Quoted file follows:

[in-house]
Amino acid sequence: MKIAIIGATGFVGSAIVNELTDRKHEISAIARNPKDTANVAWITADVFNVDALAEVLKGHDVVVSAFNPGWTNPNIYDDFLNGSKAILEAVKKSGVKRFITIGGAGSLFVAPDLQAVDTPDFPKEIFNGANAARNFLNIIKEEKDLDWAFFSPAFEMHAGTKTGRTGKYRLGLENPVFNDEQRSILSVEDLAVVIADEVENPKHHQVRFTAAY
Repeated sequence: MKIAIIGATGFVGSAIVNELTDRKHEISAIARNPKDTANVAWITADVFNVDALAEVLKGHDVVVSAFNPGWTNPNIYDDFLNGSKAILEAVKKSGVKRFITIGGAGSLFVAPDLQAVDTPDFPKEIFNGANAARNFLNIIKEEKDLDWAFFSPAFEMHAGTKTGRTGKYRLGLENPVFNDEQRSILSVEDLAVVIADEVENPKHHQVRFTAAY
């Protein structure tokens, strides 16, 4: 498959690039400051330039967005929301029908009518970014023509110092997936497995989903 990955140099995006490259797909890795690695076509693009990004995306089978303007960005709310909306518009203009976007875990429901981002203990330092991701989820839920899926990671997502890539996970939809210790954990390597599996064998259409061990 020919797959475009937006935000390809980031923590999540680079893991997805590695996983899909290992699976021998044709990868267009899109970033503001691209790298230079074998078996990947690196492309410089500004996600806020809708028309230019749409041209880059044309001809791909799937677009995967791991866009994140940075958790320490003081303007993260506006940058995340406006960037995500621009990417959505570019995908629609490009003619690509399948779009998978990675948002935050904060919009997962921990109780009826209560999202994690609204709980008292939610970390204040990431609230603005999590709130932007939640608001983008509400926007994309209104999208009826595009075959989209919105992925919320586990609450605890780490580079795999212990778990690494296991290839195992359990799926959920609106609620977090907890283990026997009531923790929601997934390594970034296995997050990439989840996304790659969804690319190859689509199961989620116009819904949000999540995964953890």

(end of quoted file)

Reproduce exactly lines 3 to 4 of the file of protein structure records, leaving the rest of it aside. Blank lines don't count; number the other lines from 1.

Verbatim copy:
Repeated sequence: MKIAIIGATGFVGSAIVNELTDRKHEISAIARNPKDTANVAWITADVFNVDALAEVLKGHDVVVSAFNPGWTNPNIYDDFLNGSKAILEAVKKSGVKRFITIGGAGSLFVAPDLQAVDTPDFPKEIFNGANAARNFLNIIKEEKDLDWAFFSPAFEMHAGTKTGRTGKYRLGLENPVFNDEQRSILSVEDLAVVIADEVENPKHHQVRFTAAY
């Protein structure tokens, strides 16, 4: 498959690039400051330039967005929301029908009518970014023509110092997936497995989903 990955140099995006490259797909890795690695076509693009990004995306089978303007960005709310909306518009203009976007875990429901981002203990330092991701989820839920899926990671997502890539996970939809210790954990390597599996064998259409061990 020919797959475009937006935000390809980031923590999540680079893991997805590695996983899909290992699976021998044709990868267009899109970033503001691209790298230079074998078996990947690196492309410089500004996600806020809708028309230019749409041209880059044309001809791909799937677009995967791991866009994140940075958790320490003081303007993260506006940058995340406006960037995500621009990417959505570019995908629609490009003619690509399948779009998978990675948002935050904060919009997962921990109780009826209560999202994690609204709980008292939610970390204040990431609230603005999590709130932007939640608001983008509400926007994309209104999208009826595009075959989209919105992925919320586990609450605890780490580079795999212990778990690494296991290839195992359990799926959920609106609620977090907890283990026997009531923790929601997934390594970034296995997050990439989840996304790659969804690319190859689509199961989620116009819904949000999540995964953890």